Allegations of dark and shady meetings inside World Bank headquarters have turned out to be much harder to hide than initial reports suggested. Now the latest blockbuster data dump is beginning to build a detailed picture of how and why deals were cooked up behind the scenes.
In an over two year saga that included FBI and congressional investigations, WikiLeaks published 2.2 million leaked documents from 2013 to 2017, beginning the fall of Angola’s president and ending with the removal of his vice president. The documents alleged that the World Bank had engaged in shady transactions that benefited president Jose Eduardo dos Santos and aligned the US-government-controlled institution with security and investment groups closely associated with him.
Now, the search for conclusive answers could be getting underway, thanks to Quartz. In early January, the tech company used AI to uncover vast amounts of information (now available on the database of analytics platform KnowtheScore) in a month’s time that hadn’t been previously accessible to journalists, say its founder, Nitin Chugtai.
In November, the hack happened again. Once again, Chugtai tells Quartz, “there were almost no problems getting our client seats on KnowtheScore, and their marketing got us in front of several high-ranking sources within the bank’s Asia operations” during December. The company’s LinkedIn groups in the financial service sector were emptied of its numbers.
Data from a new AI-based anonymized database on the World Bank added since last November includes more than 8,800 records. “We might still be getting more than 1,000 records each day,” says Chugtai. The database includes 7,000 files of structured data and 200,000 additional unstructured files, mostly uncollected from financial data providers in Africa, the Middle East, and Asia.
An AI system known as SQLBOAST, which is focused on energy, finance, and oil, analyzes the raw data for patterns, matches phrases, and patterns of commonness. One section that is developing quickly is a list of bank employees who worked on the Angola issue (link in Portuguese), which is a mixture of figures, HR schedules, correspondence, and employee numbers.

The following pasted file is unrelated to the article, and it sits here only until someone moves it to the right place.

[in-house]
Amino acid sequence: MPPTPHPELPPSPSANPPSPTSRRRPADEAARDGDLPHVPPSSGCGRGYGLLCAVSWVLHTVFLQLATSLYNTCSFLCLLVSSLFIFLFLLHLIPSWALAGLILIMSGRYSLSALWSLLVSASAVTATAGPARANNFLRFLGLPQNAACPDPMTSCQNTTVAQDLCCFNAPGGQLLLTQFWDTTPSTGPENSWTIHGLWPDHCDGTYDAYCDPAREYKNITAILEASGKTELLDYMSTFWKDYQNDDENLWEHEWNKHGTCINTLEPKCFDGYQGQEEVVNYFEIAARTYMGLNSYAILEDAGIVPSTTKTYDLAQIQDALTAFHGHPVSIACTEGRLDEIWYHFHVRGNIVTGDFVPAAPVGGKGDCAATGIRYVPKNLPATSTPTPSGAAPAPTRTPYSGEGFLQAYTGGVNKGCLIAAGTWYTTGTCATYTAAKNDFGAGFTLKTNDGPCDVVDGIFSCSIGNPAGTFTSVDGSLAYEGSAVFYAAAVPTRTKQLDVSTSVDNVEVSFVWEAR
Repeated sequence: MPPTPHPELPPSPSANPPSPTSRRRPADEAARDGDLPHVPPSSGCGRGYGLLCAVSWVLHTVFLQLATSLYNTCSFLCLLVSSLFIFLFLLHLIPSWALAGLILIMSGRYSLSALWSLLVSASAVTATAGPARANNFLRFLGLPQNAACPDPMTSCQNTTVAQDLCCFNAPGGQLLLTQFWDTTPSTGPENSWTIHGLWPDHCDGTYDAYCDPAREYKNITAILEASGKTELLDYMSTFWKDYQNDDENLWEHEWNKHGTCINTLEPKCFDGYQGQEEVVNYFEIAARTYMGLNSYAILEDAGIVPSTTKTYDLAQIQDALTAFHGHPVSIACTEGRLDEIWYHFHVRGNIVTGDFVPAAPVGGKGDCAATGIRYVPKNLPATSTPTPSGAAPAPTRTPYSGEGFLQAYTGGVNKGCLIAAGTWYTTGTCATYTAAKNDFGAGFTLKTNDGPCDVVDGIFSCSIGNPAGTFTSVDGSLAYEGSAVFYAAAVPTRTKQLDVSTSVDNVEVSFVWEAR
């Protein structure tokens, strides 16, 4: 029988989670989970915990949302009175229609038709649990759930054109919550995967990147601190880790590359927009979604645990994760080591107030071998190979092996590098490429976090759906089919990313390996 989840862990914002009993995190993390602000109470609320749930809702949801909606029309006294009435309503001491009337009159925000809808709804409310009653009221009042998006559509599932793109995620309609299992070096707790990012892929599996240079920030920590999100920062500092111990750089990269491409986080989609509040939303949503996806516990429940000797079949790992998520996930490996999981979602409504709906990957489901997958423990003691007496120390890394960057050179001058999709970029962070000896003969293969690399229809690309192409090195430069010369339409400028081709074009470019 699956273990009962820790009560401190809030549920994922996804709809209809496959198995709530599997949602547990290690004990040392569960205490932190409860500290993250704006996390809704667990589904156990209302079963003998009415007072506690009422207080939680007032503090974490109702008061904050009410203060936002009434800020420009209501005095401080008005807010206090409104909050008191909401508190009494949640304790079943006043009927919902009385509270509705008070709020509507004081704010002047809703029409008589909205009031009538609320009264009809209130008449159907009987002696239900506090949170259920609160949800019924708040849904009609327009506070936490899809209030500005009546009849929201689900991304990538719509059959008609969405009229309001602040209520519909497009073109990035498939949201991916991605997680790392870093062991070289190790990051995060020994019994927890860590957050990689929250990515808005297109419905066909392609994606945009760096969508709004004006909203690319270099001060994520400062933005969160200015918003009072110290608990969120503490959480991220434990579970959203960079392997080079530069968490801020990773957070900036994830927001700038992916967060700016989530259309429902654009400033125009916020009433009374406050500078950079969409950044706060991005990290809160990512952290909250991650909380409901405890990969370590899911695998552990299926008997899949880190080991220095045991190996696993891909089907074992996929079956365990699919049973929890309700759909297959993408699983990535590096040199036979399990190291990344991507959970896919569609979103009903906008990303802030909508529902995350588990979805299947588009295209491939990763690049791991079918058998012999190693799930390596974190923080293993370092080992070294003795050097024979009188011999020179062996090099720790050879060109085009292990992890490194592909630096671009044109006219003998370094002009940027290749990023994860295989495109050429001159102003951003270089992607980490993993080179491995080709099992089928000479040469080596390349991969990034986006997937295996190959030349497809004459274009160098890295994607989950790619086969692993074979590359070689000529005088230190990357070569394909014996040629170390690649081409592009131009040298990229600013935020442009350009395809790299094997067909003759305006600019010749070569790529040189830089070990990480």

An actor can represent themselves anonymously in different ways. It can post their name to a comment thread, write a personal letter to a company, or even pass on their own anonymous comment in a news publication, such as Quartz.
Concerns that the data could be misused are a common theme among developers. Before the release of the very first documents in June 2017, developers were trying to find a safe place to store and encrypt them while keeping them fully unaltered. “I was really shocked when the same media tried to cover the file stealing, which turned out to be very exciting news, while simultaneously taking the bait for a social media campaign to start encrypting the documents,” said a foreign-based developer who works on data analytics at a startup.
After WikiLeaks released the 1.5 million documents from Angola’s finance and energy industries in December 2017, the issue expanded into the banking industry. Last June, the IMF found itself under the spotlight when some of its papers were leaked. In the end, some IMF officials told Quartz that staff were clearly out of touch with their peers at its sister institution. The World Bank has since fired two employees, including those involved in drafting Angola’s loan.
Angola’s case has also sent a message beyond the region, with many wondering if leaks of public and private information are acceptable. The question remains to be answered.